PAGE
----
Maiden RS Blay Lecture held in Sekondi
President Nana Addo Dankwa Akufo-Addo has described late Justice Robert Samuel Blay as a patriot whose positive attributes must inspire the current generation to sacrifice for the country.
He said: “We are now heirs of this and other gallant men and women’s struggle to bring our nation thus far…an opportunity for this generation to use the platform to deliberate on present and future aspirations of our beloved Country.”
The President, who was the distinguished Guest of Honour at the maiden Right Honourable Justice R. S. Blay Memorial Lecture, said the exemplary memories and legacies of the late justice were also one that must be emulated.
The maiden lecture focused on “R.S. Blay, UGCC and the Struggle for Ghana’s Independence.”
President Akufo-Addo said: “I am very happy to move from Accra, where such lectures are usually held to come to Takoradi despite my tight schedule…We also recognize other parts of the country, and I am glad to identify myself with the Blays today and always.”
The President appreciated the children of the late Justice for organizing the lecture in honour of their father’s contributions to national development and the political history of the country.
“It is beautiful to have children who uphold the memory of a beloved father and honour him,” the President said.
Late Justice R.S Blay, affectionately called Papa Lawyer or Papa Blay was born in1901. After his law education in England in 1926, he became the first lawyer in Norma; founding and Vice President of the United Gold Coast Convention.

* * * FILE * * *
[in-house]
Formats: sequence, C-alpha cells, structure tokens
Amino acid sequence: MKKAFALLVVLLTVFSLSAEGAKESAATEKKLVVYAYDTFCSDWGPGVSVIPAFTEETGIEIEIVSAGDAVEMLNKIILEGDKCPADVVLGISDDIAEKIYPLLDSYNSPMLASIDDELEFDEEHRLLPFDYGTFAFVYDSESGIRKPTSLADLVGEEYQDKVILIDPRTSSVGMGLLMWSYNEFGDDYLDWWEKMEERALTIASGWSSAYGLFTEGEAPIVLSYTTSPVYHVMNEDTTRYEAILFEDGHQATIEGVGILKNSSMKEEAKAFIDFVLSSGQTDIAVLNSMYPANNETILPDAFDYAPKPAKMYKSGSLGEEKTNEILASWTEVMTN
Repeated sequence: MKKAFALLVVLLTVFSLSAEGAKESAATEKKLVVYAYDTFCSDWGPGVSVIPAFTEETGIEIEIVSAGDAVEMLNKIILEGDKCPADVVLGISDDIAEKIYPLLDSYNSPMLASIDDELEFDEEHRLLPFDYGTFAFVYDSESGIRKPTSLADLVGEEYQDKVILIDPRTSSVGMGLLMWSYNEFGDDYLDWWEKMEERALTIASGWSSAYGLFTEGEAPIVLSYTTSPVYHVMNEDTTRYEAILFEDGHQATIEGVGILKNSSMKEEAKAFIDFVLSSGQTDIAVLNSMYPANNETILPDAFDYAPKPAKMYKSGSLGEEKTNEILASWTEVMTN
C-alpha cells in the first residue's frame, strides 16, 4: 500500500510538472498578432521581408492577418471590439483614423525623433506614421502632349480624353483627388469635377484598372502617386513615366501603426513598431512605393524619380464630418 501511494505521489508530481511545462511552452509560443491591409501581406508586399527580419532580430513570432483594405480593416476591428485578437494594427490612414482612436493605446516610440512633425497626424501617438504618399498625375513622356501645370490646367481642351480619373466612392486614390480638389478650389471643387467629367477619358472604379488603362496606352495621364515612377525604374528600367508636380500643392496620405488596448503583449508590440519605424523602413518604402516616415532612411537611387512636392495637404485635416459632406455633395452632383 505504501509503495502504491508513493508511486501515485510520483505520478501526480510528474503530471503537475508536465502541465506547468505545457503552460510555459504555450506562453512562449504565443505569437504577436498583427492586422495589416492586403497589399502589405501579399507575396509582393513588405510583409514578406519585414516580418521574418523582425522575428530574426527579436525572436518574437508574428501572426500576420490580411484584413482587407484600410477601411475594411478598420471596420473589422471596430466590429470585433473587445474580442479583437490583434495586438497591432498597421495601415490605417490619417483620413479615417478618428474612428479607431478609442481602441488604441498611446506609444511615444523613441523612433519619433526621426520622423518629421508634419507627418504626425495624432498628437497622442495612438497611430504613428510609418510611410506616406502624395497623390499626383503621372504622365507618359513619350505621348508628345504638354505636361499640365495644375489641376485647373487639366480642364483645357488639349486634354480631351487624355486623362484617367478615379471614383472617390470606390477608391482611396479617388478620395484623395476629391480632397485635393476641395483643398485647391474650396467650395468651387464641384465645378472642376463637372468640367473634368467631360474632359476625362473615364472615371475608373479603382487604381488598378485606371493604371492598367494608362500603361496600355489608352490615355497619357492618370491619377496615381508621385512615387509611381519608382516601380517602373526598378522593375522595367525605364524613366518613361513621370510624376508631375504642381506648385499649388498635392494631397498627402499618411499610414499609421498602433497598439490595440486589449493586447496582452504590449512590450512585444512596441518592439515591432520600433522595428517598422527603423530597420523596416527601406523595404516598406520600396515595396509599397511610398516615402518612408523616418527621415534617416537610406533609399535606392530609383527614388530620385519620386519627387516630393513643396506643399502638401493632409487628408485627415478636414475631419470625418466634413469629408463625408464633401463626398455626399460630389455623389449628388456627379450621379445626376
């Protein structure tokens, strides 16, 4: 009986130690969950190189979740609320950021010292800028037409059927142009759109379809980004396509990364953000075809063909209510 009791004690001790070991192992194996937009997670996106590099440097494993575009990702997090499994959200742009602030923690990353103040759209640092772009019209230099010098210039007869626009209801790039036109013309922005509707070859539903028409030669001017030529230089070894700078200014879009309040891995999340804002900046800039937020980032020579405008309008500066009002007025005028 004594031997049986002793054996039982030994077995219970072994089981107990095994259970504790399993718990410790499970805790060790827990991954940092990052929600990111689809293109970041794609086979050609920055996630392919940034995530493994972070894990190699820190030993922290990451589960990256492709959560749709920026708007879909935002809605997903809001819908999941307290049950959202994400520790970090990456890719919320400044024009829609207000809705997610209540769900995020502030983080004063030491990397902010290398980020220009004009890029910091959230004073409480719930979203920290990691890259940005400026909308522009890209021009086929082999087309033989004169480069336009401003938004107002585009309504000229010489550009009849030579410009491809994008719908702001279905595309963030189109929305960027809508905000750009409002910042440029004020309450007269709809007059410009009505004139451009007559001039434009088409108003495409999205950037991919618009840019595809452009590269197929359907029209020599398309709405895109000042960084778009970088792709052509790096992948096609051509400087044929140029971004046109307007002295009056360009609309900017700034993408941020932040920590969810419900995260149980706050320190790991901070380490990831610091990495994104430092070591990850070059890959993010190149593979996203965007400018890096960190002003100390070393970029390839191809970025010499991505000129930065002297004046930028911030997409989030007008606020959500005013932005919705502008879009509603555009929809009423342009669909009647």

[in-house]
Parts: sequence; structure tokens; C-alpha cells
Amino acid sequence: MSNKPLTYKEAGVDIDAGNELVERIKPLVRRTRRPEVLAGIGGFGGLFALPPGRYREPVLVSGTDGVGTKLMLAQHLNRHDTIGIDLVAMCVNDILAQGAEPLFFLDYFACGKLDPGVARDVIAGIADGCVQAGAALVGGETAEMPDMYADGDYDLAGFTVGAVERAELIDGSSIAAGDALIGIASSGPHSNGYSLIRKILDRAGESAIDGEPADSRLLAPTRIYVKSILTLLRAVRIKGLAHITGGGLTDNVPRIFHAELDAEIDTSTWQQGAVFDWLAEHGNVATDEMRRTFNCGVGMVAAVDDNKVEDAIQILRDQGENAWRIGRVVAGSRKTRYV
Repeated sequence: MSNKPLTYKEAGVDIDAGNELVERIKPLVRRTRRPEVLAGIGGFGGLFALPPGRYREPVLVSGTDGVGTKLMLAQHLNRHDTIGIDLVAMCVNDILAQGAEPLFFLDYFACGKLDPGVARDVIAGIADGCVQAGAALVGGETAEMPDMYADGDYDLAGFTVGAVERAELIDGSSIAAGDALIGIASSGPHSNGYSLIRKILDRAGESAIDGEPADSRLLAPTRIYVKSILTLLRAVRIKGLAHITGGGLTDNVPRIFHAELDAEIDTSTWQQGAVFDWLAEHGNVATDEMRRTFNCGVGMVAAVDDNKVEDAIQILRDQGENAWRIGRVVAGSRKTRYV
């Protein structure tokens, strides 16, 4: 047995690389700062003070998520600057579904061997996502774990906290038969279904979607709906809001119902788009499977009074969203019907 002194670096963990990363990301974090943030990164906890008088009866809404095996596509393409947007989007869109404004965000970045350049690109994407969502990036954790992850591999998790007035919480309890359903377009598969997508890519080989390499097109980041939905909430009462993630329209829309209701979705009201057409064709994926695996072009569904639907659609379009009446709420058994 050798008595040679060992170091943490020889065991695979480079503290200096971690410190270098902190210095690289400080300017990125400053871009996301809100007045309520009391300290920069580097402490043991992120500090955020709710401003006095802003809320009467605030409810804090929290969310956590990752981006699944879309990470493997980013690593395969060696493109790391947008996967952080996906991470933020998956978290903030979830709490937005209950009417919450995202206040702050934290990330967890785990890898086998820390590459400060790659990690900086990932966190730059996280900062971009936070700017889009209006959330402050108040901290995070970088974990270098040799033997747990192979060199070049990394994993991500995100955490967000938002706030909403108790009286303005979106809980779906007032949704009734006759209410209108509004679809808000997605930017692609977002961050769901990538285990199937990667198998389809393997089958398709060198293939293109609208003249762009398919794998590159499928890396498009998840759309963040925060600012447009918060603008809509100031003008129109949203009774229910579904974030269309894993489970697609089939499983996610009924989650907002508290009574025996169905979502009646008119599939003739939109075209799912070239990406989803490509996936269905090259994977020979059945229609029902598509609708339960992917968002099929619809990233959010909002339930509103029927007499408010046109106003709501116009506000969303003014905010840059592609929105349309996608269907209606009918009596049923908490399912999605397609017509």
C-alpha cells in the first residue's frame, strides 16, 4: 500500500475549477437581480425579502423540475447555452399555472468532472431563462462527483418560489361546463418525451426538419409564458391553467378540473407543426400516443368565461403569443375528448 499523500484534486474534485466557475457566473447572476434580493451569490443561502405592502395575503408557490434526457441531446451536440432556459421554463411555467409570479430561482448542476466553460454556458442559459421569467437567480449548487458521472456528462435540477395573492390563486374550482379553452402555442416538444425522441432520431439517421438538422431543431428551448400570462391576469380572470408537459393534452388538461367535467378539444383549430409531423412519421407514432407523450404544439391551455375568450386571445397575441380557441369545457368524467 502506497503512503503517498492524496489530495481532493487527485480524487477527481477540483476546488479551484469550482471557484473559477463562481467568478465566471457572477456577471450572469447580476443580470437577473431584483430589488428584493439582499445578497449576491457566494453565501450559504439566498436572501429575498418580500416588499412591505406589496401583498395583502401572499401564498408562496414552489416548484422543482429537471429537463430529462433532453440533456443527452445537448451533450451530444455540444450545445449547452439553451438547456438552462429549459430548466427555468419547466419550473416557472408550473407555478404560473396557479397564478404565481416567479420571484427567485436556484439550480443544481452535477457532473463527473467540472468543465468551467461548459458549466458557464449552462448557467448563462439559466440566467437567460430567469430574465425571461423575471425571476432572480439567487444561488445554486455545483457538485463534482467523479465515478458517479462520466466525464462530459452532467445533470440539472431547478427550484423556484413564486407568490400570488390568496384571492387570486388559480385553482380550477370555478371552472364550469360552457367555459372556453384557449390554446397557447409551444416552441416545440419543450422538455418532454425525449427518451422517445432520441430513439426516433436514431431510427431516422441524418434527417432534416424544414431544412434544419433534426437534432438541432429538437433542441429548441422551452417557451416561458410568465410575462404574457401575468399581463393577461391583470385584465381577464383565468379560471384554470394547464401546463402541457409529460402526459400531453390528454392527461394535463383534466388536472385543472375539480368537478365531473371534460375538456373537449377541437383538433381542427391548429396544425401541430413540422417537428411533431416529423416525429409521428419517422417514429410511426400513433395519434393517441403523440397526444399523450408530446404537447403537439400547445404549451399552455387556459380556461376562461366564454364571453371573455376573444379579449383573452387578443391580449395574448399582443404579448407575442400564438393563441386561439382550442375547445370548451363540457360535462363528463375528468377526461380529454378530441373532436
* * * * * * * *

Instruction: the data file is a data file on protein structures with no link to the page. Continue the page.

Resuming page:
He became a justice of the Supreme Court of Ghana, first President of the Ghana Bar, Speaker of the 1969 Constituent Assembly, and a Member of Parliament.
The late R.S. Blay was a member of the Watson Commission, Coussey Commission, and the Lands Commission among other distinguished state roles in his lifetime.
Nana Kobina Nketsia V, Paramount Chief of Esikado Traditional Area, who delivered the maiden lecture, alluded to his leader approach of the late Justice Blay to life, describing him as the “Gentlemen’s Gentleman.”
He said the late Justice epitomized the values, customs, attitudes and behaviour of Africans and the uniqueness of African.
Nana Nketsia V said such values and awareness of the contributions of people in Ghana’s independence struggle must simulate a national consciousness for positive advancement.
He said remembering the noble Justice R S. Blay must raise a consciousness of what must be followed as a people and what must be shunned to reach the pedestal of growth and development that such ambitious ancestors left behind.
Dr Mokowa Blay Adu-Gyamfi, daughter of the late political leader reminisced how lovely, caring, and protective their late father was.
She said: “Our father was always there for us and involved in our issues…; he even knew our friends.”